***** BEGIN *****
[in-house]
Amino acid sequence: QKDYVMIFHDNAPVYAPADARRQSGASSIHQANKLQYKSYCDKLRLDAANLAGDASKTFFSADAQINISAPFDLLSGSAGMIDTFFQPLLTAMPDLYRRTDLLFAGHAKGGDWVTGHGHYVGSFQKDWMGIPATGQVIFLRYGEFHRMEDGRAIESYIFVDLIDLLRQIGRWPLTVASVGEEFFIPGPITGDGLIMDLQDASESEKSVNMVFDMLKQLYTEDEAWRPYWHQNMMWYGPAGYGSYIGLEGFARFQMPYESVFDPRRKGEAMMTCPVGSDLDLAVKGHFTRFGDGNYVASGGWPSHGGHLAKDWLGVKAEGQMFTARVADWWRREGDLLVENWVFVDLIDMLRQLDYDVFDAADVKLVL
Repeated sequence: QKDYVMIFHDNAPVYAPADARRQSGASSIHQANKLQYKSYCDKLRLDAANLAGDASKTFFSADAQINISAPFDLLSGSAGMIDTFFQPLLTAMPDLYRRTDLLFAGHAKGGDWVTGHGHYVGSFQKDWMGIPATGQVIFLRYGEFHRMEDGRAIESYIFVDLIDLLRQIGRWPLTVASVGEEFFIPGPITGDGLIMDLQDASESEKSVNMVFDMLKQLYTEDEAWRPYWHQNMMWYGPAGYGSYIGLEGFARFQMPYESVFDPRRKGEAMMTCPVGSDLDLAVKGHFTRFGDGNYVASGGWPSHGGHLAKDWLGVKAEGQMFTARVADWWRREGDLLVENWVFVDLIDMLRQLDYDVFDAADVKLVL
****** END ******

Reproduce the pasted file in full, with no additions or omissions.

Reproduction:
[in-house]
Amino acid sequence: QKDYVMIFHDNAPVYAPADARRQSGASSIHQANKLQYKSYCDKLRLDAANLAGDASKTFFSADAQINISAPFDLLSGSAGMIDTFFQPLLTAMPDLYRRTDLLFAGHAKGGDWVTGHGHYVGSFQKDWMGIPATGQVIFLRYGEFHRMEDGRAIESYIFVDLIDLLRQIGRWPLTVASVGEEFFIPGPITGDGLIMDLQDASESEKSVNMVFDMLKQLYTEDEAWRPYWHQNMMWYGPAGYGSYIGLEGFARFQMPYESVFDPRRKGEAMMTCPVGSDLDLAVKGHFTRFGDGNYVASGGWPSHGGHLAKDWLGVKAEGQMFTARVADWWRREGDLLVENWVFVDLIDMLRQLDYDVFDAADVKLVL
Repeated sequence: QKDYVMIFHDNAPVYAPADARRQSGASSIHQANKLQYKSYCDKLRLDAANLAGDASKTFFSADAQINISAPFDLLSGSAGMIDTFFQPLLTAMPDLYRRTDLLFAGHAKGGDWVTGHGHYVGSFQKDWMGIPATGQVIFLRYGEFHRMEDGRAIESYIFVDLIDLLRQIGRWPLTVASVGEEFFIPGPITGDGLIMDLQDASESEKSVNMVFDMLKQLYTEDEAWRPYWHQNMMWYGPAGYGSYIGLEGFARFQMPYESVFDPRRKGEAMMTCPVGSDLDLAVKGHFTRFGDGNYVASGGWPSHGGHLAKDWLGVKAEGQMFTARVADWWRREGDLLVENWVFVDLIDMLRQLDYDVFDAADVKLVL